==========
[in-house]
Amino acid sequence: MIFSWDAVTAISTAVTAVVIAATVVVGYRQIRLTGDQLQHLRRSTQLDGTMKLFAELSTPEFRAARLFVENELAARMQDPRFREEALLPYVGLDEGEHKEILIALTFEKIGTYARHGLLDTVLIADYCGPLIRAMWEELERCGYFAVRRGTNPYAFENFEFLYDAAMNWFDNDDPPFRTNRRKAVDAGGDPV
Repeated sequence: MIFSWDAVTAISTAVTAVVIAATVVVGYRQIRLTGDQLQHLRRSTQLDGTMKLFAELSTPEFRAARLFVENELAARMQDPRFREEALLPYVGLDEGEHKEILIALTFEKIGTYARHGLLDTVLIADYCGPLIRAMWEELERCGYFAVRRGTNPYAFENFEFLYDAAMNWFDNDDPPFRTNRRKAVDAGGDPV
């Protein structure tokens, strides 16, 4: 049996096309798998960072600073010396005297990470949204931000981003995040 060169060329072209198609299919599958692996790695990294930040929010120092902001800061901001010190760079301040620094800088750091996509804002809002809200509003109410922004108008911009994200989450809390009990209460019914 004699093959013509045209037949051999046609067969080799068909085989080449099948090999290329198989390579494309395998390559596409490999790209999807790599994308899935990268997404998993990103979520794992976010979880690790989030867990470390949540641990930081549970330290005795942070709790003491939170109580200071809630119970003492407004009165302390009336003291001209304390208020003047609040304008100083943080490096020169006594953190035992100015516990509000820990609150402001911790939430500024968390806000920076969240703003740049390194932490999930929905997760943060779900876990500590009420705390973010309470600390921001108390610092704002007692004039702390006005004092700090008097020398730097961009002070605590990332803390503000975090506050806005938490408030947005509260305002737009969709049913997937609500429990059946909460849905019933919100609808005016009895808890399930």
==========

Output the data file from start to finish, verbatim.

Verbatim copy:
[in-house]
Amino acid sequence: MIFSWDAVTAISTAVTAVVIAATVVVGYRQIRLTGDQLQHLRRSTQLDGTMKLFAELSTPEFRAARLFVENELAARMQDPRFREEALLPYVGLDEGEHKEILIALTFEKIGTYARHGLLDTVLIADYCGPLIRAMWEELERCGYFAVRRGTNPYAFENFEFLYDAAMNWFDNDDPPFRTNRRKAVDAGGDPV
Repeated sequence: MIFSWDAVTAISTAVTAVVIAATVVVGYRQIRLTGDQLQHLRRSTQLDGTMKLFAELSTPEFRAARLFVENELAARMQDPRFREEALLPYVGLDEGEHKEILIALTFEKIGTYARHGLLDTVLIADYCGPLIRAMWEELERCGYFAVRRGTNPYAFENFEFLYDAAMNWFDNDDPPFRTNRRKAVDAGGDPV
């Protein structure tokens, strides 16, 4: 049996096309798998960072600073010396005297990470949204931000981003995040 060169060329072209198609299919599958692996790695990294930040929010120092902001800061901001010190760079301040620094800088750091996509804002809002809200509003109410922004108008911009994200989450809390009990209460019914 004699093959013509045209037949051999046609067969080799068909085989080449099948090999290329198989390579494309395998390559596409490999790209999807790599994308899935990268997404998993990103979520794992976010979880690790989030867990470390949540641990930081549970330290005795942070709790003491939170109580200071809630119970003492407004009165302390009336003291001209304390208020003047609040304008100083943080490096020169006594953190035992100015516990509000820990609150402001911790939430500024968390806000920076969240703003740049390194932490999930929905997760943060779900876990500590009420705390973010309470600390921001108390610092704002007692004039702390006005004092700090008097020398730097961009002070605590990332803390503000975090506050806005938490408030947005509260305002737009969709049913997937609500429990059946909460849905019933919100609808005016009895808890399930």